Free will, neuroscience, and choice: Towards a decisional capacity model for insanity defense evaluations

Giovanna Parmigiani, Gabriele Mandarelli, Gerben Meynen, Lorenzo Tarsitani, Massimo Biondi, Stefano Ferracuti

Research output: Contribution to journalReview articleAcademicpeer-review

7 Citations (Scopus)


Free will has often been considered central to criminal responsibility. Yet, the concept of free will is also difficult to define and operationalize, and, moreover, it is intensely debated. In particular, the very existence of free will has been denied based on recent neuroscience findings. This debate has significant implications on those fields in which the link between free will and behaviour is the main focus of interest, such as forensic psychiatry. In fact, a tension is often experienced between the centrality of the notion of free will on the one hand, and its controversial status on the other. This tension needs to be addressed, especially in forensic psychiatry, since it is relevant for actual assessments of legal insanity. In the present paper we will try to operationalize "free will" using a fourpartite decision-making capacity model, which can be used in forensic assessment of insanity. We will describe its advantages and application to guide mental insanity assessments. Whereas free will is often considered problematic from a neuroscience perspective, this model, we argue, is compatible with neuroscience; moreover, evaluations using this model can also be informed and strengthened by neuroscientific findings, for example regarding inhibitory control.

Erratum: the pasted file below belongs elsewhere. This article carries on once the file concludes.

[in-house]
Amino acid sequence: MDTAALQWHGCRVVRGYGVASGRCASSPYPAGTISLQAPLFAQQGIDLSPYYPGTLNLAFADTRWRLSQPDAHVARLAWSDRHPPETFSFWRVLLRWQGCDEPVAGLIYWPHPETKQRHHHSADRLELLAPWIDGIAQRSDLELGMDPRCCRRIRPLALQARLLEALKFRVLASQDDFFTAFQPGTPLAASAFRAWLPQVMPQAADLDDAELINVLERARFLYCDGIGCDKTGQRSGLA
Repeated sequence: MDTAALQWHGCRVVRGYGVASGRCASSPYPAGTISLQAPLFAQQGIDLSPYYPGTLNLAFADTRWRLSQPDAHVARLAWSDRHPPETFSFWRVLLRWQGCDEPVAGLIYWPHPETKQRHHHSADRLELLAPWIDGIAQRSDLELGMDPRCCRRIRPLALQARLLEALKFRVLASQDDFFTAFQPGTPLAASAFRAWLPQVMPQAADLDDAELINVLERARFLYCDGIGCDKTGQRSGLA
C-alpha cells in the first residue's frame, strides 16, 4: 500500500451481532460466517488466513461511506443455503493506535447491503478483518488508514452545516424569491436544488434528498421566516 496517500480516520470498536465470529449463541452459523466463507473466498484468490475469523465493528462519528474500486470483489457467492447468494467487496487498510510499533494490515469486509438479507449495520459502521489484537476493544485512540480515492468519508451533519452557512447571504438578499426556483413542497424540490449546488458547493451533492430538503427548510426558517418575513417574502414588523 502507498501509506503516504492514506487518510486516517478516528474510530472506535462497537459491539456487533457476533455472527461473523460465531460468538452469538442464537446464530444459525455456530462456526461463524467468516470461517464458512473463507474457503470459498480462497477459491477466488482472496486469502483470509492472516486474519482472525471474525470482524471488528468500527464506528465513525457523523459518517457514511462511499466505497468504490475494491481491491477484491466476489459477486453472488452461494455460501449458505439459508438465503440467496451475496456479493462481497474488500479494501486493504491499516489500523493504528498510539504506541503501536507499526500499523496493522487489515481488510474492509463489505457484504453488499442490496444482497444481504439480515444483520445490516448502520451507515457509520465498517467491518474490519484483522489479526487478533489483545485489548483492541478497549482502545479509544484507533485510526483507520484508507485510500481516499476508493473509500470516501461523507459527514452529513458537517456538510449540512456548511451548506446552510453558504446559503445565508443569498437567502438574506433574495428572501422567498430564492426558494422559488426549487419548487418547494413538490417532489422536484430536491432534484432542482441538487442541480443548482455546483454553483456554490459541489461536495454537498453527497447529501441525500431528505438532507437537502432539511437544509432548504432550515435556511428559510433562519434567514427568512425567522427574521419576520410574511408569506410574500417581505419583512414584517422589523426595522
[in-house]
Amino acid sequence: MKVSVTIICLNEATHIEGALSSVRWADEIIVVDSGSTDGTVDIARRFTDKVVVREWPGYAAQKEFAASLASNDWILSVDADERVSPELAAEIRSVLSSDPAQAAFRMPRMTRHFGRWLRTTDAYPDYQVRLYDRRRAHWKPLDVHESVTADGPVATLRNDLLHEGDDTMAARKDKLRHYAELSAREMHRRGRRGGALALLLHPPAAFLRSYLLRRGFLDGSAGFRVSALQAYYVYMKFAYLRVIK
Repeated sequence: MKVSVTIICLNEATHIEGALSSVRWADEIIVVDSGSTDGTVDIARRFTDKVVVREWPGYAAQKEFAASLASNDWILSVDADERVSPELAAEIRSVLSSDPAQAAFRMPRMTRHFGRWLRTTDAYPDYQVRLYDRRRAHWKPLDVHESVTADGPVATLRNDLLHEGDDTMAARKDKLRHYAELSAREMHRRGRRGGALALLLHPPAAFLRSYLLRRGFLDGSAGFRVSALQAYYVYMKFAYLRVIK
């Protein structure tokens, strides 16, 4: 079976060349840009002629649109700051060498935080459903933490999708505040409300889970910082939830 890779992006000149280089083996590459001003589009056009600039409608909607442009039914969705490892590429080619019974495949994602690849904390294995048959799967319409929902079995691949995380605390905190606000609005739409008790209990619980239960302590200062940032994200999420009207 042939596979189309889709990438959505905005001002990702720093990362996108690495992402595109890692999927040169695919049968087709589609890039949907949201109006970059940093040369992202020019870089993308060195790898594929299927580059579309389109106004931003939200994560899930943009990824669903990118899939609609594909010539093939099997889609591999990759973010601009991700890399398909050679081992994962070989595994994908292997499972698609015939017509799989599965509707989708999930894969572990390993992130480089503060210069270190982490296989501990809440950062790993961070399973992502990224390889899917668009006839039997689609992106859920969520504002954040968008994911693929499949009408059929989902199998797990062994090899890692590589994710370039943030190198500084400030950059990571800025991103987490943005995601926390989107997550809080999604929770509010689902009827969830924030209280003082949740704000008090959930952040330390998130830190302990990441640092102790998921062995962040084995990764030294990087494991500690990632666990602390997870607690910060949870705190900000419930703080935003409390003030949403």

Original languageEnglish
Pages (from-to)9-15
Number of pages7
JournalRivista di Psichiatria
Issue number1
Publication statusPublished - 1 Jan 2017


  • Competence
  • Decision making
  • Free will
  • Freedom
  • Mental disorders
  • Personal autonomy
  • Volition

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